top: Special education building and classroom buildings; bottom: Multipurpose and administration buildings, Feather River Academy, Yuba City, California, by Anthony Poon (w/ A4E, photos by Gregory Blore)
top: Special education building and classroom buildings; bottom: Multipurpose and administration buildings, Feather River Academy, Yuba City, California, by Anthony Poon (w/ A4E, photos by Gregory Blore)

We are honored to have received dozens of local and national design awards from KnowledgeWorks, DesignShare, Edutopia, Illinois Association of School Boards, and the American School & University Magazine, just to name a few.

Most significantly, our work has been honored twice with the National Grand Prize, given jointly from Learning By Design, The American Institute of Architects, and National School Boards Associations—for the best designed school in the country.

“School District 129 is fortunate to have Anthony Poon learn about us, and capture our spirit and beliefs about education in the buildings we will build for our children. I believe that Anthony’s thinking and his work is extraordinary, and will find its way to many honors. He will create the future dreams of this nation.” – Dr. Sherry Eagle, former Superintendent in West Aurora, Illinois, and Executive Director for the Institute for Collaboration at Aurora University.

THE MUSIC OF DESIGN

June 20, 2015

Courtyard of Greenman Elementary School, Aurora, Illinois, by Anthony Poon (w/ A4E, photo by George Lambros)

I believe that both music and architecture are languages. Through music and architecture, I can speak to an audience.

When I play the piano, whether it is a classic or my own composition, I tell a story. This narrative, my point of view, is also why I create architecture. In both music and architecture, I can tell a story to a single person, or to an audience of 10,000. I have created both musical and architectural experiences of sensation, character and emotion—over a passage of time—whether playing a short piece of Chopin’s for a friend, or creating a university library in which students begin the work of realizing their dreams.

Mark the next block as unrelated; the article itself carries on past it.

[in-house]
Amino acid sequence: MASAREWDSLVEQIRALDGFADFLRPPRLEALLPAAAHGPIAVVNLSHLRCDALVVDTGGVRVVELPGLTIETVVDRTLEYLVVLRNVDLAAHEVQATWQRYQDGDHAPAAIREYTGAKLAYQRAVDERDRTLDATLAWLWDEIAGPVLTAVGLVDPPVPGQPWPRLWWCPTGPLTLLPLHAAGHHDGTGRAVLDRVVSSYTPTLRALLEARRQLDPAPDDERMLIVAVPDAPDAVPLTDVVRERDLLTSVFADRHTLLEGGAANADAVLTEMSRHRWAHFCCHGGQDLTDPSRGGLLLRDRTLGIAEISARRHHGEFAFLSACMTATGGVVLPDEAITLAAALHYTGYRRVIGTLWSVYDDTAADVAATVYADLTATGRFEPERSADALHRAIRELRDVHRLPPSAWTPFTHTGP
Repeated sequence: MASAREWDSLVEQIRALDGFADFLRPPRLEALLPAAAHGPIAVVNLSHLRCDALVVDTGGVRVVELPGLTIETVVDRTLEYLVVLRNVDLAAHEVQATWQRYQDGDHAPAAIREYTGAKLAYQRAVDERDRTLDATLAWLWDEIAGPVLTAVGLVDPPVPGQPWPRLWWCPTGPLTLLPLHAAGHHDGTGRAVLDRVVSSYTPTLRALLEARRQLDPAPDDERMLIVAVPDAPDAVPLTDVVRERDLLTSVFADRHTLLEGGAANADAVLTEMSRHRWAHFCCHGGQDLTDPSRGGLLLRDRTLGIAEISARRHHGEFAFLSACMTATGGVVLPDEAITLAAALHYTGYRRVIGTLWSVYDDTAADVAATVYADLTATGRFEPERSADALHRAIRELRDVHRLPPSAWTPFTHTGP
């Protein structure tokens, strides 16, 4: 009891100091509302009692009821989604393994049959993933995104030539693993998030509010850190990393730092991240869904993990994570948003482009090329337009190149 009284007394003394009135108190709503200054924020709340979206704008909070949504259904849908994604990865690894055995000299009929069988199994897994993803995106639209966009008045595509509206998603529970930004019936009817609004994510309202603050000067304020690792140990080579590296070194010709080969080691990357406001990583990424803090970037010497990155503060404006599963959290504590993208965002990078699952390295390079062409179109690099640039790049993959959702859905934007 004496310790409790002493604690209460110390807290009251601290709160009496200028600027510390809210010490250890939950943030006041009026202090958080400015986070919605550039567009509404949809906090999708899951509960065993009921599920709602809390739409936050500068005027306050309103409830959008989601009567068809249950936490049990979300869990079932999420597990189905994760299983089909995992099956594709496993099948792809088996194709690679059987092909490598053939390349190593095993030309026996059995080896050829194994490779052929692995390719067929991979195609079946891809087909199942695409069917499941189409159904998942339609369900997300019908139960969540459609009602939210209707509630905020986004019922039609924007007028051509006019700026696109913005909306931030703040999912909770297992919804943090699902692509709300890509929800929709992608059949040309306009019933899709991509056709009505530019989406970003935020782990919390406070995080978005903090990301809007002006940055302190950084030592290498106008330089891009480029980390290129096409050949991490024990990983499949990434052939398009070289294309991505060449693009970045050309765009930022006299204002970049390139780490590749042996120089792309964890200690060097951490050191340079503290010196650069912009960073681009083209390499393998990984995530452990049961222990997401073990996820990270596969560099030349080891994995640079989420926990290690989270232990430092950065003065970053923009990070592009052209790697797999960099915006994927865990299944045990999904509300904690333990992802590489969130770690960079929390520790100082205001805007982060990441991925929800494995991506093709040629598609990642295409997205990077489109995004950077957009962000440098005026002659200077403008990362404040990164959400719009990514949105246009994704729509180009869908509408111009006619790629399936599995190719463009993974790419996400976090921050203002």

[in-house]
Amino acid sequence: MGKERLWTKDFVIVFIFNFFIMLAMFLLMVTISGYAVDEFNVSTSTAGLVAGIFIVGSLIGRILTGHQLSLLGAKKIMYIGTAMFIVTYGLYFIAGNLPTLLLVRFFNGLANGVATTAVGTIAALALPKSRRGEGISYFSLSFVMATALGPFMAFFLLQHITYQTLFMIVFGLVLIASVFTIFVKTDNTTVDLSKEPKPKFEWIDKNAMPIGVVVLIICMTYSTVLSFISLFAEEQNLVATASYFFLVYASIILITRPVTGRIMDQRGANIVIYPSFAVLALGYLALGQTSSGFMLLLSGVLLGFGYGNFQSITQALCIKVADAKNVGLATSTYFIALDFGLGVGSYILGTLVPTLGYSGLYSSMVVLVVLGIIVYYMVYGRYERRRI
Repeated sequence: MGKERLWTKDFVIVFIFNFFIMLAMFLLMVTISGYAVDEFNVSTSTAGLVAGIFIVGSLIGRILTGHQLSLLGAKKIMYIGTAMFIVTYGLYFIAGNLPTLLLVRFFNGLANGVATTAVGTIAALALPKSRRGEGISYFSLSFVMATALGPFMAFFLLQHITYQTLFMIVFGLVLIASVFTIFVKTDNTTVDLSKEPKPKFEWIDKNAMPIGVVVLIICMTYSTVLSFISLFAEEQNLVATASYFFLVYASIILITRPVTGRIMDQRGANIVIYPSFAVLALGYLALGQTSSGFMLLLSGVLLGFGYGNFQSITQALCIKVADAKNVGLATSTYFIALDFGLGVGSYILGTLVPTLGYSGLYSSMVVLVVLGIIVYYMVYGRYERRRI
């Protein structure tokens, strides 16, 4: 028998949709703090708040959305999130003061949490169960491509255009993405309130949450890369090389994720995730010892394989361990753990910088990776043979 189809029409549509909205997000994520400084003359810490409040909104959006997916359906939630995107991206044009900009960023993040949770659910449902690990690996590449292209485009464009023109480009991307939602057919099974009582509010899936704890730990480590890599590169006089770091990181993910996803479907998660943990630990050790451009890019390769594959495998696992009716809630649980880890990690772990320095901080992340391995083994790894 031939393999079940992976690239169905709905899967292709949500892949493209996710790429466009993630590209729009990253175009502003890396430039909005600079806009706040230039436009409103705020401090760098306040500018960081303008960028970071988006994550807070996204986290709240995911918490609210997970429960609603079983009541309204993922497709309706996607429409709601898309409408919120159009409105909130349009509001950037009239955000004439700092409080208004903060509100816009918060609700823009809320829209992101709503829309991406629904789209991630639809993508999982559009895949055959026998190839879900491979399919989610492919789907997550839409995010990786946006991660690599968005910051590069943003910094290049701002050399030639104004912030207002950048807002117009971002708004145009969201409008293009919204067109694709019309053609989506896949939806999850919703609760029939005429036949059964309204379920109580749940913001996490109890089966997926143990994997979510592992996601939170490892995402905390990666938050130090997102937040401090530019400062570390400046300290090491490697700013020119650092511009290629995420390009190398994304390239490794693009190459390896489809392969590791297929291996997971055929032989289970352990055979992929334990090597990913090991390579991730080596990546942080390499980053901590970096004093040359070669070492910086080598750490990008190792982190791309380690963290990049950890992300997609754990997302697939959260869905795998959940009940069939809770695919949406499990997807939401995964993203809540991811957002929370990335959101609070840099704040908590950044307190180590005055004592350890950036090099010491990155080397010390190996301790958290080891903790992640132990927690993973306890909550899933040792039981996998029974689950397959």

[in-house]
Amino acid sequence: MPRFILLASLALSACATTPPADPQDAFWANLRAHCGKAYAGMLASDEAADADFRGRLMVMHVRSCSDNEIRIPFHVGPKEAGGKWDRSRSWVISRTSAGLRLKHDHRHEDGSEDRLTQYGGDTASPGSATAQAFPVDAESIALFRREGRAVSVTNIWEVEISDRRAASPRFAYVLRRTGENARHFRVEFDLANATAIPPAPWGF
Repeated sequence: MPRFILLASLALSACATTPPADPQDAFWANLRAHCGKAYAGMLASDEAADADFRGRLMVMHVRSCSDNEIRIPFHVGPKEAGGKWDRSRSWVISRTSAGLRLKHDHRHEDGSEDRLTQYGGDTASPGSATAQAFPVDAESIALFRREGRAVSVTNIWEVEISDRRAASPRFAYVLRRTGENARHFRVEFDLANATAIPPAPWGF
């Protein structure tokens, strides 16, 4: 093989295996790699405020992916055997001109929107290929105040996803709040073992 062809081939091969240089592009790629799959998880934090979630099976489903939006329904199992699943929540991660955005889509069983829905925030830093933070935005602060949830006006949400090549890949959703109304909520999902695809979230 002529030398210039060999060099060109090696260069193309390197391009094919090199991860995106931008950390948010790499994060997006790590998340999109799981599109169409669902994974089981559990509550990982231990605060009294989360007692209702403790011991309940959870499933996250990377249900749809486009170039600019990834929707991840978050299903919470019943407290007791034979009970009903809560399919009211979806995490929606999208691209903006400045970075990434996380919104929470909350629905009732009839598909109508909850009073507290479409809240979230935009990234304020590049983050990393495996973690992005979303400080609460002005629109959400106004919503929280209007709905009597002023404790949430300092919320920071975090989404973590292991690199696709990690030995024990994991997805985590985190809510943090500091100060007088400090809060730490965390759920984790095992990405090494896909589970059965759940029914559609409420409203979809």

Anthony Poon’s 1957 Lindeman piano
Anthony Poon’s 1957 Lindeman piano

Performing any work of music requires interpretation, and so it is for architecture. A civic center, a hospital, or a garden may be fully constructed as a physical environment, seemingly complete, but as a work of art, it can be visited, read and interpreted over and over again, in many different ways. Architecture is open ended, even incomplete.

A museum offers a different experience, as the empty vessel of a building is filled each time with the latest installation from a new artist. One room of a house might have begun as a family room, and later converted to a gym or office. Even if a person visits the same church every Sunday for decades, and the church itself has not physically changed, she or he may find new significance with each visit.

With music and all forms of architecture, a visitor is given the privilege to engage the work, and possibly declare it something quite different from the author’s intentions—here, the composer or the architect being the author. William Day, writer of jazz and art, stated: “Whatever is expressed in art leaves something unexpressed, and it is that which charms the imagination.”

Concept sketch for Greenman Elementary School, by Anthony Poon
Concept sketch for Greenman Elementary School, by Anthony Poon (w/ A4E)

Leon Battista Alberti, an architect of the Renaissance, offered this: “Characteristics that please the eye, also please the ear.”

There are further similarities between my two fields of interest, of passion.

Both have structure. For architecture, it is gravity and the engineering feats of columns and walls holding up a roof. For music, it is a measure of time per bar. Within this, there is duration of beats that must mathematically equal the measure, i.e. one measure must have four quarter beats, or two half beats.

Both music and architecture have enhancements to the structure, whether it is arches and windows, or melody and rhythm.

Both music and architecture have further embellishments, whether it is tile, wood and stone, or harmonies and chords.

Both music and architecture have pattern and repetition, such as a sequence of roof trusses and floor pattern, or a repeating lyrical motif.

Street façade of Greenman Elementary School, Aurora, Illinois, by Anthony Poon (while w/ A4E, photo by Mark Ballogg
Street façade of Greenman Elementary School, Aurora, Illinois, by Anthony Poon (w/ A4E, photo by Mark Ballogg)

As a young child, I banged on the piano until music came out of my hands. I also banged on wood blocks until architecture came out of my hands. I have enjoyed my journeys as both a musician and an architect. I enjoy that both have rules, such as the science of gravity in architecture and the science of sound waves in music. I like to embrace the rules, create within the rules, and then break them.

© Poon Design Inc.